This Week at Global Math Department

This Week at Global Math Department

Edited By Sahar Khatri @MyMathscape

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Online Professional Development Sessions

Convergent or Divergent Problem Solving As a teacher, should you converge to a single solution at the end of a lesson or diverge to different thinking with each student? Is an open-middle a better approach to an open-ended type problem? Through activities, you will be able to compare differences and similarities between both strategies. Tune in tonight at 9 PM HERE.

Last week: Mathematical Modeling in School Mathematics – Even if we give students the very best mathematical modeling problems, we are not necessarily teaching students to be good mathematical modelers. Mathematical modeling requires making choices, and teaching mathematical modeling requires knowing the choices to be made and teaching students how to be, well, choosy. We will make explicit the little and not so little things we can do every day to help students learn how to make choices that matter when modeling. To listen to the recording, click here.

Great Blogging Actions

Abductive Reasoning




You’ve probably heard of inductive reasoning and deductive reasoning in math classroom. Have your heard of “abductive reasoning”? Head on over to Chase Orton’s blog, Undercover Calculus, and read about his new favorite term in math education. Don’t let the [calculus] title of Chase’s blog scare you. He works with all grade levels of math students and educators, documenting both his work and thinking along the way. Always a joy to read. Happy summer!

~by Andrew Stadel (@mr_stadel)

More Vocabulary!

Anything that gets students using more vocabulary is going to catch my attention, and Sara VanDerWerf’s (@saravdwerf) recent post has done just that.  This post was actually a guest post on Sara’s blog.  The author, Ole Rapson, highlighted a new routine she and other teachers are experimenting with that they call Tally Talks, where students get together and solve a problem while using specified vocabulary in their responses.  One student explains how to use it using the vocab given, while the other marks off when the words are used.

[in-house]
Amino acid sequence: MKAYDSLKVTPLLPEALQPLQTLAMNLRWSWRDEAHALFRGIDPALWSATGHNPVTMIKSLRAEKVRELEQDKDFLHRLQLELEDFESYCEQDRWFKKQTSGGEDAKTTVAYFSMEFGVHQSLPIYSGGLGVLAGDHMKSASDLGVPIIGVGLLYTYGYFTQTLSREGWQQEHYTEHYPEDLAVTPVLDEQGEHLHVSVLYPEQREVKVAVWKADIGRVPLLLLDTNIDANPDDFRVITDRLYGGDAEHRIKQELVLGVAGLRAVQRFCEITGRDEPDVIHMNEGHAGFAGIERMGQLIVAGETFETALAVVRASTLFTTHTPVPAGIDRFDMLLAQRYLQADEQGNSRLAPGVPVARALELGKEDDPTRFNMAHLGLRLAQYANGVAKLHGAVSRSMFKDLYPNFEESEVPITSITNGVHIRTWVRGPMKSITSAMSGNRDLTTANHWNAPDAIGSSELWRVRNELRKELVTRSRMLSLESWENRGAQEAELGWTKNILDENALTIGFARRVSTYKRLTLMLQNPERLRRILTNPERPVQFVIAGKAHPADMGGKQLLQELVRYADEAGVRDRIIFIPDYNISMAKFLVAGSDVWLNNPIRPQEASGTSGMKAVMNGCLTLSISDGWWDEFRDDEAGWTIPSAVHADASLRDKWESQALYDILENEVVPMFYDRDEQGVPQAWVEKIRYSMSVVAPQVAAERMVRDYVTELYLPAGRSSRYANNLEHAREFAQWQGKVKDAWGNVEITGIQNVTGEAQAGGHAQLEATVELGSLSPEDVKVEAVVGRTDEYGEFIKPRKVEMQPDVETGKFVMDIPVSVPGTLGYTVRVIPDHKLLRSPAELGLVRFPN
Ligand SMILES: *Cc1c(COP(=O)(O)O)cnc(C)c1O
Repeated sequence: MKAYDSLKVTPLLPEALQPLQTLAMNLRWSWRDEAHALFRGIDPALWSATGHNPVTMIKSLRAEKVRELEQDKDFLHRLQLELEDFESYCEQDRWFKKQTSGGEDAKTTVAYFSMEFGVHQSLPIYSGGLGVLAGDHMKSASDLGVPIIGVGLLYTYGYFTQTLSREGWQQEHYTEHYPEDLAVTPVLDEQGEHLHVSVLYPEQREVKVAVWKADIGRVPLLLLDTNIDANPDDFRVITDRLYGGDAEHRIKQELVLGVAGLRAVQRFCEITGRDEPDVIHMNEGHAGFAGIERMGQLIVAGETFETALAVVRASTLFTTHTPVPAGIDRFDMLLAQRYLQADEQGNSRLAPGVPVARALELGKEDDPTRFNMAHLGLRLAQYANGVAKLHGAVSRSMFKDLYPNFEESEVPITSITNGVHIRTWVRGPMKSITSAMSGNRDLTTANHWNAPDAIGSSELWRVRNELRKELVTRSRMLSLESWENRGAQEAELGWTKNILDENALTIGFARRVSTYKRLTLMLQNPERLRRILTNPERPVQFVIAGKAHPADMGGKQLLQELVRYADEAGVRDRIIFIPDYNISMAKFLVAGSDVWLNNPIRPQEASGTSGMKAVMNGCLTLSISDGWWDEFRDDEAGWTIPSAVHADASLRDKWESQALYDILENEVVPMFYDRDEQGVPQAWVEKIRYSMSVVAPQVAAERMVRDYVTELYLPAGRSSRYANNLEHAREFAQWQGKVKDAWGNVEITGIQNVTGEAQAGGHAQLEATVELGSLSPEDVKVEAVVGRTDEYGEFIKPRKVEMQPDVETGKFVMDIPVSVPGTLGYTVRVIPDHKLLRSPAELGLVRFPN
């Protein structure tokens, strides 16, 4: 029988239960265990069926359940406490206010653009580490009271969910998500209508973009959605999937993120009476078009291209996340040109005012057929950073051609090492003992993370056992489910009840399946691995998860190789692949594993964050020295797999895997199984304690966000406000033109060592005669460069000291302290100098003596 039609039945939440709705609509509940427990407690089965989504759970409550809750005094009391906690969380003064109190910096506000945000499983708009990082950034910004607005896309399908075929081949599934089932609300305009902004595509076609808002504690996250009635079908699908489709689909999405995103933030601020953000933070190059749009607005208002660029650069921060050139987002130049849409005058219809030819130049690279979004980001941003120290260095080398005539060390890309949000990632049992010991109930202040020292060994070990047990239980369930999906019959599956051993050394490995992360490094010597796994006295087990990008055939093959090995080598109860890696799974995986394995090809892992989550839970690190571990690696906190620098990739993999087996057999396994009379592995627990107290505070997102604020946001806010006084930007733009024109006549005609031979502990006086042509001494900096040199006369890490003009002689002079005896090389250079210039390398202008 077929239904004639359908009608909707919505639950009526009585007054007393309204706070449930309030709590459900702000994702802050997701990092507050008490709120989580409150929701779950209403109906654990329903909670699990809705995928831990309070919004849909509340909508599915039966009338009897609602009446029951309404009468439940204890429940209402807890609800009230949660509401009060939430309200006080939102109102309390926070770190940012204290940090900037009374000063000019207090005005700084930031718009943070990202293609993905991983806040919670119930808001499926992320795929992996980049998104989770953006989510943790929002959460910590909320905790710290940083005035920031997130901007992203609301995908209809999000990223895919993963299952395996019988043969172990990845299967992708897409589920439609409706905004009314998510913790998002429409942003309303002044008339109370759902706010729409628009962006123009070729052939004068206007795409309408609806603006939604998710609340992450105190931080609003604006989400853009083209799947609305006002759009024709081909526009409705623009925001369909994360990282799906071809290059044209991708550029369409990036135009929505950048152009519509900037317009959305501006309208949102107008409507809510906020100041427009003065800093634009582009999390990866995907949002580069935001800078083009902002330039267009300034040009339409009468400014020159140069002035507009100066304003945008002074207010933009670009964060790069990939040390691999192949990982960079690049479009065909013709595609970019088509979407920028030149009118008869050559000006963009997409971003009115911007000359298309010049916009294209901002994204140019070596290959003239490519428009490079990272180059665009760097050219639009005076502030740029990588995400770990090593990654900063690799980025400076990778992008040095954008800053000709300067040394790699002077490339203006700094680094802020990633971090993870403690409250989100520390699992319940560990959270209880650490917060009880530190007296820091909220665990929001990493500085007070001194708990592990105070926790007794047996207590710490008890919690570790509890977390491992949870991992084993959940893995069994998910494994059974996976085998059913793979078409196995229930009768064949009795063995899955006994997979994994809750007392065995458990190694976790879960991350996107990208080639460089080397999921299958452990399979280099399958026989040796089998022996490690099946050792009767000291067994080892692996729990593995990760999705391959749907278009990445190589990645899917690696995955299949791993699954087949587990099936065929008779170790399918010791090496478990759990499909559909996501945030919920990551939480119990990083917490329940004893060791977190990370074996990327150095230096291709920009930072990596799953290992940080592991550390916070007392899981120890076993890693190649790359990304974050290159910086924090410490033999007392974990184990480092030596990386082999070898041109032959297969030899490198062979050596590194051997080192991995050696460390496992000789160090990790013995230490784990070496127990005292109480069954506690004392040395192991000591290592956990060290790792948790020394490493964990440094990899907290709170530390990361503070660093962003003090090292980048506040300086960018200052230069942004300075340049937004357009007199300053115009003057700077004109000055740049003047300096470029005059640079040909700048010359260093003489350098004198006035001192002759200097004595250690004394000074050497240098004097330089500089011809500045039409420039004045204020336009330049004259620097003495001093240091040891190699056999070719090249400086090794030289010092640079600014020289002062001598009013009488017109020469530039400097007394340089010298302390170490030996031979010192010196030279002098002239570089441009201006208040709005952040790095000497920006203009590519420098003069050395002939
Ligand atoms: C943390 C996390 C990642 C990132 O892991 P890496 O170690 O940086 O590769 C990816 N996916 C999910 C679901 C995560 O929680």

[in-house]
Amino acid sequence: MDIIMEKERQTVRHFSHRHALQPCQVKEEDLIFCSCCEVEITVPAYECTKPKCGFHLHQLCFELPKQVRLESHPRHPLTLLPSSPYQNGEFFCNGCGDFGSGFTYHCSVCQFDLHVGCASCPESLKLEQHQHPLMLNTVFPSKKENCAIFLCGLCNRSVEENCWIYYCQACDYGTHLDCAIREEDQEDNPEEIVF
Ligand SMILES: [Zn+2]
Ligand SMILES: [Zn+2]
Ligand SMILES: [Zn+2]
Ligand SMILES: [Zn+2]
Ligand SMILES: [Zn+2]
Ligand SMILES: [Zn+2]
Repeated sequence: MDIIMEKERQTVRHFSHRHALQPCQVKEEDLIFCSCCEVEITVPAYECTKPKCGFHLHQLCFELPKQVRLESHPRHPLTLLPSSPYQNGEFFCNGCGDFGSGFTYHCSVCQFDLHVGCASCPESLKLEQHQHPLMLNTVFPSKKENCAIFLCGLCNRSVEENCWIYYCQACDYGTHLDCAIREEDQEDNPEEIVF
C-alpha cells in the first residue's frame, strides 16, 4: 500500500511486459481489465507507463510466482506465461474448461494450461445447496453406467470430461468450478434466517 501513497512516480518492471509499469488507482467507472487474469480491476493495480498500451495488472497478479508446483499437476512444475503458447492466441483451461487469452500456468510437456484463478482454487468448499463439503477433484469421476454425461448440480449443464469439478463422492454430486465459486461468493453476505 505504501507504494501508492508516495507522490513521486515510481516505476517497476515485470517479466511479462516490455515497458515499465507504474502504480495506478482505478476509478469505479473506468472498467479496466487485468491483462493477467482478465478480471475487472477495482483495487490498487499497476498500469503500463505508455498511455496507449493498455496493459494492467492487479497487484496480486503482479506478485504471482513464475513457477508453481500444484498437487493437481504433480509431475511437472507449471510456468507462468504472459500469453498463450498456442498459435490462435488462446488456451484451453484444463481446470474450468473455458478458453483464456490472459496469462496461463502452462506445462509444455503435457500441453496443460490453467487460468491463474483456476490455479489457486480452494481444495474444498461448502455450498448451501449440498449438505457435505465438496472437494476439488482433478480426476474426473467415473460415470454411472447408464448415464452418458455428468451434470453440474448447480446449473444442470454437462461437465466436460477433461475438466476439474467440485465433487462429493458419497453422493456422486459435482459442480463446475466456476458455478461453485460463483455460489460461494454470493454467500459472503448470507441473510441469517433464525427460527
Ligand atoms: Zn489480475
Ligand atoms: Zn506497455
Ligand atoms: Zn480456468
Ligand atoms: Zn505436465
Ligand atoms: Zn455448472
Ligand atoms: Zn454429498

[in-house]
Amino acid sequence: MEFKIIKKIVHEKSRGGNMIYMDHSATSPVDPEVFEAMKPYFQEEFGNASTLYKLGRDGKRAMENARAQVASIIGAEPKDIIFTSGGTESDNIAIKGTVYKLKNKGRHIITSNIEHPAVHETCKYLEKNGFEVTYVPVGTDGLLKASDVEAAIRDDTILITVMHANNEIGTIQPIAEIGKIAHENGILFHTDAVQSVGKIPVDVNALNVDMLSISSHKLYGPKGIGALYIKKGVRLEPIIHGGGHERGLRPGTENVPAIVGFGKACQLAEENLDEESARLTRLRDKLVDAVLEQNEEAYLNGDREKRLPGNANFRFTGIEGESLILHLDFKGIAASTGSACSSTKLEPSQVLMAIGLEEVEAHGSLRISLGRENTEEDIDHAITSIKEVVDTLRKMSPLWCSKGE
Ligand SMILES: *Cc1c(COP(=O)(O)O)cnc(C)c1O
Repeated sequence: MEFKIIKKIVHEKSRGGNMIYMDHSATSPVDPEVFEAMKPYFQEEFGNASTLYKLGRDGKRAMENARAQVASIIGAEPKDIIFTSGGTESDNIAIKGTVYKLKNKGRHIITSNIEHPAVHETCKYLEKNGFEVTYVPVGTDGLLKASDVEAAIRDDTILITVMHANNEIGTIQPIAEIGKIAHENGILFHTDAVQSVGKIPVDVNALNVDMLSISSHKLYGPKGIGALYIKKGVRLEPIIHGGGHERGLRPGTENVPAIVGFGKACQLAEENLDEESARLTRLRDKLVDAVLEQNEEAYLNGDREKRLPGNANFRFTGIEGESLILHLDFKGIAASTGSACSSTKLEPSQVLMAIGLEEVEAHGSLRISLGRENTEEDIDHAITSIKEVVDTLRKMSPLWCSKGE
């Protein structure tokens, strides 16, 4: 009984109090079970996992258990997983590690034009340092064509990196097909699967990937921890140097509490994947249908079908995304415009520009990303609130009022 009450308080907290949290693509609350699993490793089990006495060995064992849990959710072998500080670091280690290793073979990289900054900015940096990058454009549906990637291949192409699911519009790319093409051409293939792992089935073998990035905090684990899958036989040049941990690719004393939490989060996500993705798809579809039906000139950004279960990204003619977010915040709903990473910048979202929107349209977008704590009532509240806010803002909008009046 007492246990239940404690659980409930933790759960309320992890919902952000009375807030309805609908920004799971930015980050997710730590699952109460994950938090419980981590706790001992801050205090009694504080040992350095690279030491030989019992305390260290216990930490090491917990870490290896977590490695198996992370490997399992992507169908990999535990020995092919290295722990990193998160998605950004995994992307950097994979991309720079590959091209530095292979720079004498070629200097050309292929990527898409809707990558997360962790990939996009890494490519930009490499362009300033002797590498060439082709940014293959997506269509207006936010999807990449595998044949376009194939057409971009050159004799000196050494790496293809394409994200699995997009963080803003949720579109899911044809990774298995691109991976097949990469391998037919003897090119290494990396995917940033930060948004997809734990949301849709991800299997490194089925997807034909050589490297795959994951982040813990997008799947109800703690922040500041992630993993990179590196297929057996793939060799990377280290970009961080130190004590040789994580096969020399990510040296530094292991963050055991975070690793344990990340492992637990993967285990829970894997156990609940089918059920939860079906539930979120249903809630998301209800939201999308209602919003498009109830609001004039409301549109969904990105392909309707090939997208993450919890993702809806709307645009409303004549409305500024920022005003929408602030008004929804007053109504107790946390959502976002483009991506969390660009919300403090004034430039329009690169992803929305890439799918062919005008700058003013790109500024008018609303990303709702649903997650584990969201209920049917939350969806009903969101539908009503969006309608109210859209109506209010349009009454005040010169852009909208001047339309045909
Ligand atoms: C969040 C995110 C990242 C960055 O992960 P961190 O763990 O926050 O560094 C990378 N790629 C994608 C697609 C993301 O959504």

A feature of this post that I really enjoyed was the author’s highlighting of the evolution of the activity and its various tweaks.  I could totally see this basic idea being utilized in so many ways to fit many different situations.  Students will be talking and writing math more using this simple routine, and it seems that you get a lot of bang for your buck with this one.  I can’t wait to try it myself in the fall!

~ by Matthew Engle (@pickpocketbme)

Join Our Team!

The @GlobalMathDept is looking for volunteers to help create great online PD for math teachers. We’re currently seeking hosts, bookers, and writers for the 2017-18 school year. Check out this flyer for more details about each volunteer opportunity.

Ready to sign up? Fill out this form to let us know which position(s) you’d like to volunteer for.

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